This activity addresses the math access points of recognizing a 2 dimensional shape and recognizing the differences in size of objects.
Then we used our circle cutter to make Humpty’s face. Some of our students drew their own faces while others needed some help.
The circle was glued onto the oval and then Humpty was glued onto the wall.
Again, we are addressing the math access point of recognizing 2 dimensional shapes but we are also addressing the math access point of recognizing a movement that reflects a spatial relationship.
The language access point of effectively communicating wants to a familiar person using symbols is also addressed.
Eye hand coordination is addressed as the various pieces are assembled to make the final product.
A very happy Humpty Dumpty on his wall before his fall—-hey its Mother Goose time and we are ready to rhyme
On Thursday in preparation for our art project Ms Barrett’s class had watched a video of nursery rhymes including Hickory Dickory Dock in preparation for our second art project which is all about shapes again!
This addresses a lot of math access points including recognizing a 2 dimensional shape, recognizing the sides of a square or rectangle, and recognizing the length of real objects, such as big, little etc.
Then we glued a circle clock face onto a square piece of paper—that was then glued to the top of our little rectangle.
This addresses the math access points of recognizing 2 dimensional shape and recognizing a movement that reflects a spatial relationship.
We glued the square onto the rectangle at the top and put the triangle on top.
Pat pat pat!
Again addressing the math access point of recognizing a movement that reflects a spatial relationship.
Our language group especially enjoyed Cara’s book this week because 2 of the models in the book are instructional assistants in the class! The students had so much fun pointing them out.
One of the things we focused on today was sequencing. We picked 4 different nursery rhymes; Jack and Jill, The Itsy Bitsy Spider, Humpty Dumpty, and Little Miss Muffet, and printed out sequencing cards found on EnchantedLearning.com. Using the PIXON picture symbols for “first”, “second” and “last”, we had our students put the cards into order.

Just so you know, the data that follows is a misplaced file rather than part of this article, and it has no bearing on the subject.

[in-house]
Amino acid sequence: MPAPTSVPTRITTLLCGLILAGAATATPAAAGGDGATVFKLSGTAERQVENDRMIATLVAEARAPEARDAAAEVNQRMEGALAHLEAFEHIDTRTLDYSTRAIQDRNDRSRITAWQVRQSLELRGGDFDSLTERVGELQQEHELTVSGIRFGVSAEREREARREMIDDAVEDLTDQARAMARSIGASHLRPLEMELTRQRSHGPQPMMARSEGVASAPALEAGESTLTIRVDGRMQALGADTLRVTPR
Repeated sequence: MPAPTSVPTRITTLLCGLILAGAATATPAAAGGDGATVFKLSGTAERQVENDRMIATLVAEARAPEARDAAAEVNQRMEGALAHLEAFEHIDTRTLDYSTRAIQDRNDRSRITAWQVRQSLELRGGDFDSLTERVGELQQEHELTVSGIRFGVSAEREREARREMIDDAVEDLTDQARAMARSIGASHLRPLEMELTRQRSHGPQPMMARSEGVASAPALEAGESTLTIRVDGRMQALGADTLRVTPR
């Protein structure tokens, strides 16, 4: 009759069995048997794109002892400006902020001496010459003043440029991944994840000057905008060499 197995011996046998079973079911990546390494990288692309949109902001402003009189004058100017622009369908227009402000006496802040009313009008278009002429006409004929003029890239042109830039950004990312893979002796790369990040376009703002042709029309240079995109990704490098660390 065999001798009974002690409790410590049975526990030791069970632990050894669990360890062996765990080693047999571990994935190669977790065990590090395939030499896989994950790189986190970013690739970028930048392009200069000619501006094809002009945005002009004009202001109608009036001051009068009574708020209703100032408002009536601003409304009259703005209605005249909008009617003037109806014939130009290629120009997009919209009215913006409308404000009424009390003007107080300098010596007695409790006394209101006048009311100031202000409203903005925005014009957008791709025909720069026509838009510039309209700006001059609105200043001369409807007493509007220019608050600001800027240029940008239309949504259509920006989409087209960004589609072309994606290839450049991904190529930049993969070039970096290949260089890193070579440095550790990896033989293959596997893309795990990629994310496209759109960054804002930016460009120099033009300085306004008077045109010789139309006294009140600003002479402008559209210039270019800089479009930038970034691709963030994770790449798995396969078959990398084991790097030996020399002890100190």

We said the nursery rhymes line by line so the students could find the card that matched with the line read. They would then have to place the card under the correct PIXON to show first, second, and last.
This activity addresses the language access point of effectively communicating information using referent objects, gestures/signs, pictures, symbols, or words.
It also addresses the math access point of recognizing the next step in a simple pattern or sequence of activities.
For our students with visual impairments, we adapted the activity by using a voice output device. The phrase “that’s the one” was recorded on it for our students to press as we read the choices aloud.
We then presented 3 different cows to our students. One was plush, another was a large inset puzzle piece, the third was a small plastic model. We deliberately chose these to make them very easy for our students with visual impairments to differentiate. The students got to pick which cow they wanted and practiced having the cow jump over the moon.
The students again used their Pixon symbols to say “I want” and then pointed to the desired cow. Addressing the language access point of effectively communicating wants using referent objects, gestures/signs, pictures, symbols, or words.
This activity is great for promoting shoulder stability and crossing midline as the cow jumps from one side of the moon to the other.
It also addresses the science access point of recognizing a model of a real object and the language access point of listening for informative purposes.
This was such a great week, all our groups were so fun and our students are making so much progress—-we are so proud! Join us again next time—-Group by Group!